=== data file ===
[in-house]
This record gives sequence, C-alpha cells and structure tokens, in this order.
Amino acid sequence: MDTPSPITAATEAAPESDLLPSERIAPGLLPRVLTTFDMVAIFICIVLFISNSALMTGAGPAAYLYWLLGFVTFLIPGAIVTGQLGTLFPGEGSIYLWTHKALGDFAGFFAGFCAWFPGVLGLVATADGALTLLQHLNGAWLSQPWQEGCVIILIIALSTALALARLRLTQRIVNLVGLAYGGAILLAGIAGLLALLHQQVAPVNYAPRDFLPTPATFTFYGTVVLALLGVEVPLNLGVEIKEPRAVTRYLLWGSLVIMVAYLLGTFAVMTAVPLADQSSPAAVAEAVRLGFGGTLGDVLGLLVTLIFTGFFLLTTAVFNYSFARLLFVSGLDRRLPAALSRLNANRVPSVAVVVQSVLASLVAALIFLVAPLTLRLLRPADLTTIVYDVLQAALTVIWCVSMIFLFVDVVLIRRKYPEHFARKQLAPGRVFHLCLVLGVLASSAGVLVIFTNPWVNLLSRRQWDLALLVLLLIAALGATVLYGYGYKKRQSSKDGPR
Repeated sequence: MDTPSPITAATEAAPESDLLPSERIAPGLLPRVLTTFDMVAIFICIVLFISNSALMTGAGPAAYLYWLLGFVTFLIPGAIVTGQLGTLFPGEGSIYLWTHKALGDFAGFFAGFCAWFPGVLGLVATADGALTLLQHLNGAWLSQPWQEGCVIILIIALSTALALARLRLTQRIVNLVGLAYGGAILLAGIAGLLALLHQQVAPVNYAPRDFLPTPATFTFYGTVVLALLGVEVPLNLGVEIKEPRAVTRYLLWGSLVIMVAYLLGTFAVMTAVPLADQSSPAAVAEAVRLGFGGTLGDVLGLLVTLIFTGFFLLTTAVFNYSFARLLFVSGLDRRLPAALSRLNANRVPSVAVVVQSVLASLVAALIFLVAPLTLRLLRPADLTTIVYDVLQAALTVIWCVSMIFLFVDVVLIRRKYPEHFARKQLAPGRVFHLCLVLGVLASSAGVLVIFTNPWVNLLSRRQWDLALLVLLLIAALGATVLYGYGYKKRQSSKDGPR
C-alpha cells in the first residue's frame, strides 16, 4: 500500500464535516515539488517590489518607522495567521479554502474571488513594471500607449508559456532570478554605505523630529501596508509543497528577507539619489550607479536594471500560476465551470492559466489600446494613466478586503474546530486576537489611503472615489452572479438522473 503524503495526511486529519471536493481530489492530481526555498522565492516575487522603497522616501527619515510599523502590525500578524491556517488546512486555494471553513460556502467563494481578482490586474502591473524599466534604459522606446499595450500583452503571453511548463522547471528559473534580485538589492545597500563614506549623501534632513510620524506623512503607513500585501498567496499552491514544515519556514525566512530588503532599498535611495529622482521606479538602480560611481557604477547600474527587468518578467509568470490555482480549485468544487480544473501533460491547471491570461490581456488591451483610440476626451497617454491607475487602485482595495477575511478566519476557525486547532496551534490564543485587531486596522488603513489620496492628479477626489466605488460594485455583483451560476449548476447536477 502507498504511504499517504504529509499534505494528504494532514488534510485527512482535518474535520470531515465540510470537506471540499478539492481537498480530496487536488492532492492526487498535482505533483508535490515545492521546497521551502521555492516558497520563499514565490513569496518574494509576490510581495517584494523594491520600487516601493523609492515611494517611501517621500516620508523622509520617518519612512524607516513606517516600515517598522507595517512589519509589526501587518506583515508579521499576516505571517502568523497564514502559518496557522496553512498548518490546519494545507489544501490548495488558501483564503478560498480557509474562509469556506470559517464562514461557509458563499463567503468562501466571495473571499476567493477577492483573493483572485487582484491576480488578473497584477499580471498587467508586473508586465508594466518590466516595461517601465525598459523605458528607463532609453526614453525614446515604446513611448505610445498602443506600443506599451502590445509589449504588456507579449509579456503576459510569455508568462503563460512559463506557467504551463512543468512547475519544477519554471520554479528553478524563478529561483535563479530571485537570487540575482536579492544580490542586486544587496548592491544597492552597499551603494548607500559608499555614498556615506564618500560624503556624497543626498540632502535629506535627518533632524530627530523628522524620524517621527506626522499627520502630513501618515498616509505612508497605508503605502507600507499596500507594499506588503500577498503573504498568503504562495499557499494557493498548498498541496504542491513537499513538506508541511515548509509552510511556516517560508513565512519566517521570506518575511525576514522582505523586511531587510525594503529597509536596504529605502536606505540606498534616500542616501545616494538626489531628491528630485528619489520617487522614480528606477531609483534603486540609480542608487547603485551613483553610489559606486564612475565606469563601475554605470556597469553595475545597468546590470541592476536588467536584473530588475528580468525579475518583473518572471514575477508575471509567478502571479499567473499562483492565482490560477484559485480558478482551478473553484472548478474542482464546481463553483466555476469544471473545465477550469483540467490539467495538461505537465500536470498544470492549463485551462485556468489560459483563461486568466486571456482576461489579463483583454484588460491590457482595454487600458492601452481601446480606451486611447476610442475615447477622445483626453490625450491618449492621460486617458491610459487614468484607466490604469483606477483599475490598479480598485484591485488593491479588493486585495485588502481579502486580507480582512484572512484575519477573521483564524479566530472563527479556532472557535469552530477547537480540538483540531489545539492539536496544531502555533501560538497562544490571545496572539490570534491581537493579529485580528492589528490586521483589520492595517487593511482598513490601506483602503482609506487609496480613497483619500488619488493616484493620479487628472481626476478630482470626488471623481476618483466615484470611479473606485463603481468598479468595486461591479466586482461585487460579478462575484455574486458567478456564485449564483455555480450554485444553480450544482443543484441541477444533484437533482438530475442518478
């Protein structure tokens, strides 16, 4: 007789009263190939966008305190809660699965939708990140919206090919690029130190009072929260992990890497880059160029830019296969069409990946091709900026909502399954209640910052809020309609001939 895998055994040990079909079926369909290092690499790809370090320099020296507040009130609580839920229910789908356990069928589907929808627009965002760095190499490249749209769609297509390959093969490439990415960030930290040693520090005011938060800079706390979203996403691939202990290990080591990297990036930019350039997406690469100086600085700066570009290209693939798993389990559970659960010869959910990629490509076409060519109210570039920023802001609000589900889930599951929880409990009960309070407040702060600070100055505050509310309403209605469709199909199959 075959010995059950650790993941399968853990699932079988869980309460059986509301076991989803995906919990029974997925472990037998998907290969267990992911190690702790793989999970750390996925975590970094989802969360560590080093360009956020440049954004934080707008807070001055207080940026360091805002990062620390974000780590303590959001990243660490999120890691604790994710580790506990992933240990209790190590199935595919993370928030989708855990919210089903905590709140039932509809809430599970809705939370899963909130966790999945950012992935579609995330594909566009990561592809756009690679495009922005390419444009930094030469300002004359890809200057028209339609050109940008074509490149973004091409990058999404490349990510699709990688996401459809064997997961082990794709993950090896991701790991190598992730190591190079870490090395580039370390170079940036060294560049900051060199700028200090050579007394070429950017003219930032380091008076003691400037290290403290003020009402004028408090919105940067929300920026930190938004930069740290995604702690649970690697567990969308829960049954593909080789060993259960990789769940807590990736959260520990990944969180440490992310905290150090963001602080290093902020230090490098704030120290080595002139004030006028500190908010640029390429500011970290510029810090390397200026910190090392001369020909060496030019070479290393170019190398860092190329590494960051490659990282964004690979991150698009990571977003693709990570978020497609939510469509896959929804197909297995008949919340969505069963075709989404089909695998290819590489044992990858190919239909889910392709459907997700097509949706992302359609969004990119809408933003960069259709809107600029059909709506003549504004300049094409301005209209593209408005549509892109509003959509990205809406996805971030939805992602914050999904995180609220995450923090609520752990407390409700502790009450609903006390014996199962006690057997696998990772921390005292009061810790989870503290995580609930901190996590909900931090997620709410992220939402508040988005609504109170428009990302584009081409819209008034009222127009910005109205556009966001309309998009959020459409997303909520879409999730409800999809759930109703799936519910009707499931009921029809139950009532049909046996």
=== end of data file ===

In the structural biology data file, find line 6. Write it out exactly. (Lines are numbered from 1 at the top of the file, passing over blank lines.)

């Protein structure tokens, strides 16, 4: 007789009263190939966008305190809660699965939708990140919206090919690029130190009072929260992990890497880059160029830019296969069409990946091709900026909502399954209640910052809020309609001939 895998055994040990079909079926369909290092690499790809370090320099020296507040009130609580839920229910789908356990069928589907929808627009965002760095190499490249749209769609297509390959093969490439990415960030930290040693520090005011938060800079706390979203996403691939202990290990080591990297990036930019350039997406690469100086600085700066570009290209693939798993389990559970659960010869959910990629490509076409060519109210570039920023802001609000589900889930599951929880409990009960309070407040702060600070100055505050509310309403209605469709199909199959 075959010995059950650790993941399968853990699932079988869980309460059986509301076991989803995906919990029974997925472990037998998907290969267990992911190690702790793989999970750390996925975590970094989802969360560590080093360009956020440049954004934080707008807070001055207080940026360091805002990062620390974000780590303590959001990243660490999120890691604790994710580790506990992933240990209790190590199935595919993370928030989708855990919210089903905590709140039932509809809430599970809705939370899963909130966790999945950012992935579609995330594909566009990561592809756009690679495009922005390419444009930094030469300002004359890809200057028209339609050109940008074509490149973004091409990058999404490349990510699709990688996401459809064997997961082990794709993950090896991701790991190598992730190591190079870490090395580039370390170079940036060294560049900051060199700028200090050579007394070429950017003219930032380091008076003691400037290290403290003020009402004028408090919105940067929300920026930190938004930069740290995604702690649970690697567990969308829960049954593909080789060993259960990789769940807590990736959260520990990944969180440490992310905290150090963001602080290093902020230090490098704030120290080595002139004030006028500190908010640029390429500011970290510029810090390397200026910190090392001369020909060496030019070479290393170019190398860092190329590494960051490659990282964004690979991150698009990571977003693709990570978020497609939510469509896959929804197909297995008949919340969505069963075709989404089909695998290819590489044992990858190919239909889910392709459907997700097509949706992302359609969004990119809408933003960069259709809107600029059909709506003549504004300049094409301005209209593209408005549509892109509003959509990205809406996805971030939805992602914050999904995180609220995450923090609520752990407390409700502790009450609903006390014996199962006690057997696998990772921390005292009061810790989870503290995580609930901190996590909900931090997620709410992220939402508040988005609504109170428009990302584009081409819209008034009222127009910005109205556009966001309309998009959020459409997303909520879409999730409800999809759930109703799936519910009707499931009921029809139950009532049909046996």